When the review process is double-blind, I guess (although I have not read this anywhere) that acknowledgements should not be written in the submitted paper, as this might break anonimity. They should only be inserted into the camera-ready version, after the paper is accepted.

What is the custom when the review process is not double-blind? Should I write the acknowledgements in the submitted version, or wait to the camera-ready version?

  • I'm not entirely clear on how acknowledgements would break anonymity. If a reviewer is one of the acknowledged people, he'll know who he discussed the topic with, anyway. Are you afraid of the reviewer contacting one of the acknowledgees and asking for the name of the author? In such a case, the acknowledgee should certainly refuse to answer. – Stephan Kolassa Jul 22 '15 at 18:45
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    @StephanKolassa Acknowledgements frequently contain grant information as well, and a grant number de-identifies quite precisely, since can typically be looked up to determine who are the PIs and other key personnel for the project. – jakebeal Jul 22 '15 at 19:15
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    @StephanKolassa: The name of the author(s) is the most specific, but by no means the only information that is hidden by double-blindness. Knowing the name of a helpful colleague can provide hints about the research group; knowing a supporting company or organization can provide hints about the city where the research team is located; knowing the name of a funding agency can provide hints about the country of origin of a submission, all of which should ideally remain unknown in a double-blind review process. – O. R. Mapper Jul 22 '15 at 19:15
  • In case it wasn't obvious, I meant "de-anonymizes" not "de-identifies" in my comment. – jakebeal Jul 22 '15 at 19:29

I agree with the other answers here. In particular, I follow the advice of @jakebeal where he suggests to put the acknowledgments in earlier on so you can account for the space it takes up.

I would like to raise an additional consideration for putting acknowledgments in earlier on: when your funding agency requires you to do so.

For example, in the US, certain Department of Defense (DoD) components (such as DARPA) require the authors of any publications (or manuscripts to be submitted for publication) stemming from funded research work to include an appropriate "distribution statement" at some location in the paper. In my subfield, authors typically put this statement in the acknowledgment section.

You might ask:

Why not just add the distribution statement in after the paper is accepted for publication?

Well, manuscripts to be submitted for publication must first be "released" for publication by the DoD, and if the distribution statement is not listed in the paper, then your paper is not approved for "public release." (You can get into trouble with the DoD if you try to submit your paper prior to obtaining public release approval).

Bottom line:

Check with your funding agency to see if they have any constraints on the acknowledgment section (or first-page footnote, etc.) of your paper, and at what stage of the publication process it is required.


If it's not double-blind, then it generally doesn't matter whether the acknowledgements are in the initial version or not: the reviewers will simply ignore them.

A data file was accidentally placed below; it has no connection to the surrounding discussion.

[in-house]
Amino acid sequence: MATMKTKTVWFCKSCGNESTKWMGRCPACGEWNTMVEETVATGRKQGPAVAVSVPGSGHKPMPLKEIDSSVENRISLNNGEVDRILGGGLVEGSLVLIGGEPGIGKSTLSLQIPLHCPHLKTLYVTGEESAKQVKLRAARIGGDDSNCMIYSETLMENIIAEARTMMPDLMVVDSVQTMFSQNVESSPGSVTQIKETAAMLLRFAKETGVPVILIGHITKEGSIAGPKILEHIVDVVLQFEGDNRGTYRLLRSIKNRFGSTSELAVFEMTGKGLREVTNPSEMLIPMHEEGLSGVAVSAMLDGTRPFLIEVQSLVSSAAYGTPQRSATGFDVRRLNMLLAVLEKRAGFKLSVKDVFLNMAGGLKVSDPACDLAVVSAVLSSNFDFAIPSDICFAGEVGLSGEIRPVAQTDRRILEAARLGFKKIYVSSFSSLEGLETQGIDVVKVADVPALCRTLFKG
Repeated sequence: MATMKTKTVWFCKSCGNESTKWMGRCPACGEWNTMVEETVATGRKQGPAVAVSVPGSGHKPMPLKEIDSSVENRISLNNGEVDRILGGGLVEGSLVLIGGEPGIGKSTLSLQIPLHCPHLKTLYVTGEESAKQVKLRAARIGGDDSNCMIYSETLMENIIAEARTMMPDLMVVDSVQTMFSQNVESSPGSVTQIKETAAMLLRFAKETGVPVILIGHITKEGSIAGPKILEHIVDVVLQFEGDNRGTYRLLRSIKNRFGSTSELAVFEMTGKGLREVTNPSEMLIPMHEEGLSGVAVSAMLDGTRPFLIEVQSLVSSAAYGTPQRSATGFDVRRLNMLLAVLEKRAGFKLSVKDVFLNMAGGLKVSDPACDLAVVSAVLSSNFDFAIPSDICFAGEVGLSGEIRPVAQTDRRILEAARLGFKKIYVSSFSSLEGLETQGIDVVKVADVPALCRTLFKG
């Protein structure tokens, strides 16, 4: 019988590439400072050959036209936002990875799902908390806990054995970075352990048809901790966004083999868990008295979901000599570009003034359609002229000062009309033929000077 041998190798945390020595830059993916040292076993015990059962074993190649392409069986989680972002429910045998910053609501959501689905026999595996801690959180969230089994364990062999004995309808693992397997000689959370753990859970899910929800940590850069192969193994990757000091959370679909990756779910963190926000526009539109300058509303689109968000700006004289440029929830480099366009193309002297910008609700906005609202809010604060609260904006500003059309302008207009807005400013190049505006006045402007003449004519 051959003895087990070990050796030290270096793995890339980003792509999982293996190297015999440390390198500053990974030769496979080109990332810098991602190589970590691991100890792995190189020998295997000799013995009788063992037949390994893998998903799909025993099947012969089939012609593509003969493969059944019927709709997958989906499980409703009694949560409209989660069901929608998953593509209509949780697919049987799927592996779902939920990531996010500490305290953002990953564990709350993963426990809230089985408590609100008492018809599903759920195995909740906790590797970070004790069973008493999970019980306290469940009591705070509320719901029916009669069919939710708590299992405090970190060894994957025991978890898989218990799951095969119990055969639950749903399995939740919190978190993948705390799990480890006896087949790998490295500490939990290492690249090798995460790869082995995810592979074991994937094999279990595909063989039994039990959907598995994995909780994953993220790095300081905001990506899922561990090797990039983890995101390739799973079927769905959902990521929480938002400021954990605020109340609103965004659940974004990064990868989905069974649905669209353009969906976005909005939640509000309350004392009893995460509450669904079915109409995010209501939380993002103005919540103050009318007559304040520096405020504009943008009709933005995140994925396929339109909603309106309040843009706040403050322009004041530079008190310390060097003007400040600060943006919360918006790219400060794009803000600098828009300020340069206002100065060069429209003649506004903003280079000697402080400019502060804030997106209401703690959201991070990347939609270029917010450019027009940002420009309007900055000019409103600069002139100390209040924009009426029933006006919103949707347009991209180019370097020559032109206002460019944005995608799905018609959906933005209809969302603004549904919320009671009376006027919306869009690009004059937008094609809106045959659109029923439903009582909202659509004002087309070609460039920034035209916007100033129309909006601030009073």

When there are page limits involved, however, I like to put the acknowledgements in as early as possible. That way, their size is built in from the beginning and we don't have to figure out how to fit the extra space during the revision.

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    +1. There's also nothing to prevent you from inserting a redacted acknowledgement: "I'd like to thank _________ at _______ and _______. This project was funded by the ________ with grant #_________ and does not represent the opinion of the _______ government." – RoboKaren Jul 23 '15 at 0:22
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    @RoboKaren: just be sure the number of underscores doesn't help identify which government or which grant number format you're redacting :-) – Steve Jessop Aug 9 '16 at 0:45

For a review process that is not double-blind, it can be ok to not put the acknowledgement in the submitted version. As long as it is in the published version, it will be fine. I have done that many times.


In mathematics, reviewing isn't double-blind, and I always put acknowledgements in from the start. Partially this is because papers circulate as preprints, but also, if the referee is someone you should have acknowledged, then it will put them in a better mood if you do so.

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    I think if the reviewer is close enough to the paper to be acknowledged then s/he should not be a reviewer. But that might vary between fields, I guess. – Miguel Jul 23 '15 at 0:46
  • @Miguel Yes, that's certainly different in (pure) mathematics. My impression is that being thanked for your comments on a draft of the paper increases your chances of being asked to referee it. Presumably, the editor thinks that, since you've already looked at the paper, it will be relatively easy for you to referee it. – Andreas Blass Jul 23 '15 at 1:26
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    @Miguel You can go on thinking that, but good luck avoiding the total collapse of the peer review process in mathematics. There's too much mathematics and too few people doing it; it's the same reason that double-blind review is totally impractical (well, that and preprint servers). – Ben Webster Jul 23 '15 at 12:54

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